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Bruce E. Johansen Borrowed time, borrowed money: Who’s concerned about future generations?

April 8, 2019

The late Carl Sagan, one of our most insightful scientific public intellectuals, had an interesting theory about highly developed civilizations. Given the number of stars and planets in the vast reaches of the universe, he said, there must be other highly developed forms of life. Distance may keep us from making physical contact, but Sagan said that another reason we may never be on speaking terms with another intelligent race is (judging from our own example) could be their penchant for destroying themselves after reaching technological complexity.

On Earth, the damaging side-effects of our own ingenuity may finish us off barely two centuries after we have developed the wonders of fossil fuels, electricity, atomic energy, plastics, and deficit financing. That’s less than 1 percent of human beings’ tenure on Earth. Only in the last half-century have we discovered that our civilization may not be sustainable without major changes in our way of life.

We are living on borrowed ecological time and borrowed federal money.

The federal debt is growing faster than at any time in U.S. history. Witness the battle over President Donald Trump’s cherished Wall. Congress refuses funds, so he declares a national emergency and pledges to pilfer Defense Department construction funds for billions of dollars. Problem is the military needs the money for necessary repairs after such disasters as this year’s Midwest floods.

The annual national deficit, even in a time of general prosperity, soon will reach more than $1 trillion per year. The entire debt (now about $22 trillion, racing upward at about 17 percent per year), first passed $1 trillion in Ronald Reagan’s first term. In theory, at least, future generations will pay these bills, just as they will face a planet ruined by climate change.

In a world living on borrowed time and money, who is concerned about future generations? Trump and Mitch McConnell laugh at efforts to restrict growth in greenhouse gases attendant wild weather. Trump tells the Republican Congressional Committee that noise from wind turbines causes cancer. In the meantime, a pregnant whale is found near Sardinia, Italy with 48 pounds of plastic jamming two-thirds of its stomach, unable to eat calamari, its natural food.

Even as Trump lies about wind power, its capacity and that of solar are exploding in capacity, having reached market prices in some cases nearly equal to those of oil and coal for electricity generation. Even so, such changes are not occurring fast enough to turn the corner on greenhouse-gas emissions that have increased nearly non-stop since the steam engine was invented.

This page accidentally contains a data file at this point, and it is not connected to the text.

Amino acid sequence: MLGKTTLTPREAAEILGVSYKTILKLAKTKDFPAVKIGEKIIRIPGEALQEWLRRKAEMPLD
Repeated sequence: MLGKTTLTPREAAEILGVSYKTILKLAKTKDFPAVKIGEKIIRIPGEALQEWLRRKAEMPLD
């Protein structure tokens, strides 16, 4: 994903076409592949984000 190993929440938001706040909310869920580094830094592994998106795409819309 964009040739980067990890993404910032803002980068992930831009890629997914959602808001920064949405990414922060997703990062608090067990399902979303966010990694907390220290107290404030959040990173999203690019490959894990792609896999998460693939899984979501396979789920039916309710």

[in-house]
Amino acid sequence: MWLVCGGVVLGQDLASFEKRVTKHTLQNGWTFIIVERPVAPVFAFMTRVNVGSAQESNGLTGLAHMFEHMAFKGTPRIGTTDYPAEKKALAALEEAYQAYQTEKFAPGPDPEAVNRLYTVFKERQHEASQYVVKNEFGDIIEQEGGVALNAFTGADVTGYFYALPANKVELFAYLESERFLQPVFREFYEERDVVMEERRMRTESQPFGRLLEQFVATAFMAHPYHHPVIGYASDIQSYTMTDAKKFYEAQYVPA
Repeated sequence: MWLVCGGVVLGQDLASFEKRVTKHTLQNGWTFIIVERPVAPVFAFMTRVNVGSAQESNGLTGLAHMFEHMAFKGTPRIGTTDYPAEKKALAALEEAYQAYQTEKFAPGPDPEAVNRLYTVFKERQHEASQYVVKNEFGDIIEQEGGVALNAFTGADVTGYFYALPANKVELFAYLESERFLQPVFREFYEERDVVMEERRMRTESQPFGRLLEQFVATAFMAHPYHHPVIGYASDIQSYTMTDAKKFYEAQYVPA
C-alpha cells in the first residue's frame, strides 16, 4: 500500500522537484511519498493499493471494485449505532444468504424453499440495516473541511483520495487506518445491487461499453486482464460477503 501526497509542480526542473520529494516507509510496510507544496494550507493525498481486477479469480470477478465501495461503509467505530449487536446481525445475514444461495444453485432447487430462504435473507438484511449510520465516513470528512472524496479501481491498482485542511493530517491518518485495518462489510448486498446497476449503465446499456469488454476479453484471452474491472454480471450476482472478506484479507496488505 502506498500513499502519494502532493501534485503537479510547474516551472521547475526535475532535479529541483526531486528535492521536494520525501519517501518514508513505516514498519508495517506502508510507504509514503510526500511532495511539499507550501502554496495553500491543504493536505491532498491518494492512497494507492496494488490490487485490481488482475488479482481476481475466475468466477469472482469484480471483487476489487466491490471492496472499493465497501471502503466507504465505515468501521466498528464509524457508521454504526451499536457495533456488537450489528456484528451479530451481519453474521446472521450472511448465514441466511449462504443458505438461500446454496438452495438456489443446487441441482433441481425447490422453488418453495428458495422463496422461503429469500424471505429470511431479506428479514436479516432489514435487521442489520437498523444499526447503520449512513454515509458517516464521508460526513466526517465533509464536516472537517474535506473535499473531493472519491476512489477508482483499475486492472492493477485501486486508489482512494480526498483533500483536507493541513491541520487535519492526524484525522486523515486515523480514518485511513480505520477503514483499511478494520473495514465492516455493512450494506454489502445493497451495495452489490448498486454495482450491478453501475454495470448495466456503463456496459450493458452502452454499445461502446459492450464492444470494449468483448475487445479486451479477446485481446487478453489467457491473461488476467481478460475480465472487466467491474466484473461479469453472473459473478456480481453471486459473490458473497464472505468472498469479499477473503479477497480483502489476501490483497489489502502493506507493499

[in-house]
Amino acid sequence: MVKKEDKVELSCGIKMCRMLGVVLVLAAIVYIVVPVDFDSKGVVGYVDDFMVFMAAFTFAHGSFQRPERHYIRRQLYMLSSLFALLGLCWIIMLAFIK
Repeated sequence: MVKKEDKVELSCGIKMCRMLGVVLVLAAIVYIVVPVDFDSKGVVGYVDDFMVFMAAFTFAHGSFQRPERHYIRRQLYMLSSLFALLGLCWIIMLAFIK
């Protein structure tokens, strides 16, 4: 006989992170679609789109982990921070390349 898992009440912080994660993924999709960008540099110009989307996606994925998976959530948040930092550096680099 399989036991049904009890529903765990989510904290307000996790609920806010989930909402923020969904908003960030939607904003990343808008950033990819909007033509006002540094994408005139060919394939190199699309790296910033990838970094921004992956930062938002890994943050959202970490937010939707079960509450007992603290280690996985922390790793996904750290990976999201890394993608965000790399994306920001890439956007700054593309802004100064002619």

Our ecological clock is ticking faster than most of us realize. Mind the natural laws of thermal inertia, which indicate that we are now harvesting the climatic consequences of fossil fuels emitted into the air 50 years ago, and the oceans about 150 years ago. Can human beings who react to nationalistic and religious stimuli much more viscerally than environmental challenges come to understand what will really be important 100 years from now?

At a time when cooperation across borders on climate change and trade has become more necessary than ever, desperation seems to spawn spasms of nationalistic greed and orgies of fear-driven ugliness, as the rich get richer and the poorest become climate refugees, feeding a political frenzy that ranges from Trump, with his border wall and trade tariffs to Brexit (against immigration from Africa and the Muslim Middle East), to nationalistic regimes in the Philippines, China, India, Brazil, and elsewhere, all characterized by what Jon Lee Anderson in The New Yorker (April 1, 2019, p. 18) calls “a vocabulary of intolerance, insult, and menace.” Ugliness is in season.

Carbon dioxide has no political party and no religion. It merely does a very efficient job of sequestering heat in the atmosphere. With the certainty of a ticking clock, its atmospheric level rises each year, as our politicians spout and squabble, ignoring the intensifying plight of coming generations who will wonder where we were when their dye was being cast.

Bruce E. Johansen, the author of “Climate Change: An Encyclopedia of Science, Society, and Solutions,” is the Frederick W. Kayser University Research Professor in Communication and Native American Studies at the University of Nebraska at Omaha.